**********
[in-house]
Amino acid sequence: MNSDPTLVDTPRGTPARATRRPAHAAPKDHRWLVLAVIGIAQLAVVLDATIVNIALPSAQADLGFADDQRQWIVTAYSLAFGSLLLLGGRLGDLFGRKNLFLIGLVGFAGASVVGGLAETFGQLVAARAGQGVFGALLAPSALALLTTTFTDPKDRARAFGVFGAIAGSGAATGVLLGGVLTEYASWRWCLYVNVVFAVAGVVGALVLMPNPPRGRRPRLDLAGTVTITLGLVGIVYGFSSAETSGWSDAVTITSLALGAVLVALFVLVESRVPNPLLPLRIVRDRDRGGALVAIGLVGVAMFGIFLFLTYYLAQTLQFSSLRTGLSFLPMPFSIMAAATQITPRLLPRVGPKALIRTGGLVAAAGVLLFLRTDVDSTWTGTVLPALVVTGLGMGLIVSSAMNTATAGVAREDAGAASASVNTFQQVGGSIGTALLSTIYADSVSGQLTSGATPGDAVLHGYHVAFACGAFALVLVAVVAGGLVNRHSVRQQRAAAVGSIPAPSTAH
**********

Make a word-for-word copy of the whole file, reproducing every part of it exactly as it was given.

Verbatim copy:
[in-house]
Amino acid sequence: MNSDPTLVDTPRGTPARATRRPAHAAPKDHRWLVLAVIGIAQLAVVLDATIVNIALPSAQADLGFADDQRQWIVTAYSLAFGSLLLLGGRLGDLFGRKNLFLIGLVGFAGASVVGGLAETFGQLVAARAGQGVFGALLAPSALALLTTTFTDPKDRARAFGVFGAIAGSGAATGVLLGGVLTEYASWRWCLYVNVVFAVAGVVGALVLMPNPPRGRRPRLDLAGTVTITLGLVGIVYGFSSAETSGWSDAVTITSLALGAVLVALFVLVESRVPNPLLPLRIVRDRDRGGALVAIGLVGVAMFGIFLFLTYYLAQTLQFSSLRTGLSFLPMPFSIMAAATQITPRLLPRVGPKALIRTGGLVAAAGVLLFLRTDVDSTWTGTVLPALVVTGLGMGLIVSSAMNTATAGVAREDAGAASASVNTFQQVGGSIGTALLSTIYADSVSGQLTSGATPGDAVLHGYHVAFACGAFALVLVAVVAGGLVNRHSVRQQRAAAVGSIPAPSTAH